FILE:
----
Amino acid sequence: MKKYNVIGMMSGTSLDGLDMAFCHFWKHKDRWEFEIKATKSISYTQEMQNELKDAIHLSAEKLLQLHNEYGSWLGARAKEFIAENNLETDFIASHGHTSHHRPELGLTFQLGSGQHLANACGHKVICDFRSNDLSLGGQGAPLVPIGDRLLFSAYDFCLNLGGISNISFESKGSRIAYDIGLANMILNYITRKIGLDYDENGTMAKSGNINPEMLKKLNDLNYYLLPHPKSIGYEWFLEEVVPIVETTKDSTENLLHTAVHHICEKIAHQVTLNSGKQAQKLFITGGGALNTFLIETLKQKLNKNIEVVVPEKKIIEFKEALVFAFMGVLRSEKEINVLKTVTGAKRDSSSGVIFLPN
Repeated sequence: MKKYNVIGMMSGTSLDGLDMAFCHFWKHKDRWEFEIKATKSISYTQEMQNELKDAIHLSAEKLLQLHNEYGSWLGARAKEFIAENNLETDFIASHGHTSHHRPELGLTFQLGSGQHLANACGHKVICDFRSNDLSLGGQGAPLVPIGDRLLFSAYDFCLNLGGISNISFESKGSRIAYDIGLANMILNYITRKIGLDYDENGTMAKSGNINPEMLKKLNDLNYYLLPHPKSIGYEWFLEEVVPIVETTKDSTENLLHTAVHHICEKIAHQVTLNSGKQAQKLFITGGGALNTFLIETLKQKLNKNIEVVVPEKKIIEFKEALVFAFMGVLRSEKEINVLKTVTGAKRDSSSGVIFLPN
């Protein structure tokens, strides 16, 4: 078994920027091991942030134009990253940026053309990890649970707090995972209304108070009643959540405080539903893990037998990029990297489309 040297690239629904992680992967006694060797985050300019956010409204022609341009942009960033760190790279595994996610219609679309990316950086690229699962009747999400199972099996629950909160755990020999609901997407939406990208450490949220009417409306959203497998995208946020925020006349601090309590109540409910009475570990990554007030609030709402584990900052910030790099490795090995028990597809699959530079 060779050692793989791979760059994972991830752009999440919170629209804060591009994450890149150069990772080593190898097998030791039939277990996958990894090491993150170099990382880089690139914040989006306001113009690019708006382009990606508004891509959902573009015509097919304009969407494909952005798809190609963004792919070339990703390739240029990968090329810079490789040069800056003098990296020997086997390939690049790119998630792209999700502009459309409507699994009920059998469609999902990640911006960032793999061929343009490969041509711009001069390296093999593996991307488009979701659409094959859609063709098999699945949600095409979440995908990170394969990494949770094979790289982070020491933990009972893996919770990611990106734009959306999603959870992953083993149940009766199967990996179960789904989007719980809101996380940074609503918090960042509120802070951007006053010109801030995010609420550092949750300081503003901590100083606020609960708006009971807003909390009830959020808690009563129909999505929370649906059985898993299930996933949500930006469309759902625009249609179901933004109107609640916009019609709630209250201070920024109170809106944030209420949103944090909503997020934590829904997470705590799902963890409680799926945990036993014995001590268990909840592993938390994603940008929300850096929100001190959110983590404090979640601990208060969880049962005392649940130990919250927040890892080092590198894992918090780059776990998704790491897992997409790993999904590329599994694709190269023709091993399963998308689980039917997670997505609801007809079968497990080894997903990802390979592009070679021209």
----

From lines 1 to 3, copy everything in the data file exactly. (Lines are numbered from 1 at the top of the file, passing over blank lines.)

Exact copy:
Amino acid sequence: MKKYNVIGMMSGTSLDGLDMAFCHFWKHKDRWEFEIKATKSISYTQEMQNELKDAIHLSAEKLLQLHNEYGSWLGARAKEFIAENNLETDFIASHGHTSHHRPELGLTFQLGSGQHLANACGHKVICDFRSNDLSLGGQGAPLVPIGDRLLFSAYDFCLNLGGISNISFESKGSRIAYDIGLANMILNYITRKIGLDYDENGTMAKSGNINPEMLKKLNDLNYYLLPHPKSIGYEWFLEEVVPIVETTKDSTENLLHTAVHHICEKIAHQVTLNSGKQAQKLFITGGGALNTFLIETLKQKLNKNIEVVVPEKKIIEFKEALVFAFMGVLRSEKEINVLKTVTGAKRDSSSGVIFLPN
Repeated sequence: MKKYNVIGMMSGTSLDGLDMAFCHFWKHKDRWEFEIKATKSISYTQEMQNELKDAIHLSAEKLLQLHNEYGSWLGARAKEFIAENNLETDFIASHGHTSHHRPELGLTFQLGSGQHLANACGHKVICDFRSNDLSLGGQGAPLVPIGDRLLFSAYDFCLNLGGISNISFESKGSRIAYDIGLANMILNYITRKIGLDYDENGTMAKSGNINPEMLKKLNDLNYYLLPHPKSIGYEWFLEEVVPIVETTKDSTENLLHTAVHHICEKIAHQVTLNSGKQAQKLFITGGGALNTFLIETLKQKLNKNIEVVVPEKKIIEFKEALVFAFMGVLRSEKEINVLKTVTGAKRDSSSGVIFLPN
């Protein structure tokens, strides 16, 4: 078994920027091991942030134009990253940026053309990890649970707090995972209304108070009643959540405080539903893990037998990029990297489309 040297690239629904992680992967006694060797985050300019956010409204022609341009942009960033760190790279595994996610219609679309990316950086690229699962009747999400199972099996629950909160755990020999609901997407939406990208450490949220009417409306959203497998995208946020925020006349601090309590109540409910009475570990990554007030609030709402584990900052910030790099490795090995028990597809699959530079 060779050692793989791979760059994972991830752009999440919170629209804060591009994450890149150069990772080593190898097998030791039939277990996958990894090491993150170099990382880089690139914040989006306001113009690019708006382009990606508004891509959902573009015509097919304009969407494909952005798809190609963004792919070339990703390739240029990968090329810079490789040069800056003098990296020997086997390939690049790119998630792209999700502009459309409507699994009920059998469609999902990640911006960032793999061929343009490969041509711009001069390296093999593996991307488009979701659409094959859609063709098999699945949600095409979440995908990170394969990494949770094979790289982070020491933990009972893996919770990611990106734009959306999603959870992953083993149940009766199967990996179960789904989007719980809101996380940074609503918090960042509120802070951007006053010109801030995010609420550092949750300081503003901590100083606020609960708006009971807003909390009830959020808690009563129909999505929370649906059985898993299930996933949500930006469309759902625009249609179901933004109107609640916009019609709630209250201070920024109170809106944030209420949103944090909503997020934590829904997470705590799902963890409680799926945990036993014995001590268990909840592993938390994603940008929300850096929100001190959110983590404090979640601990208060969880049962005392649940130990919250927040890892080092590198894992918090780059776990998704790491897992997409790993999904590329599994694709190269023709091993399963998308689980039917997670997505609801007809079968497990080894997903990802390979592009070679021209």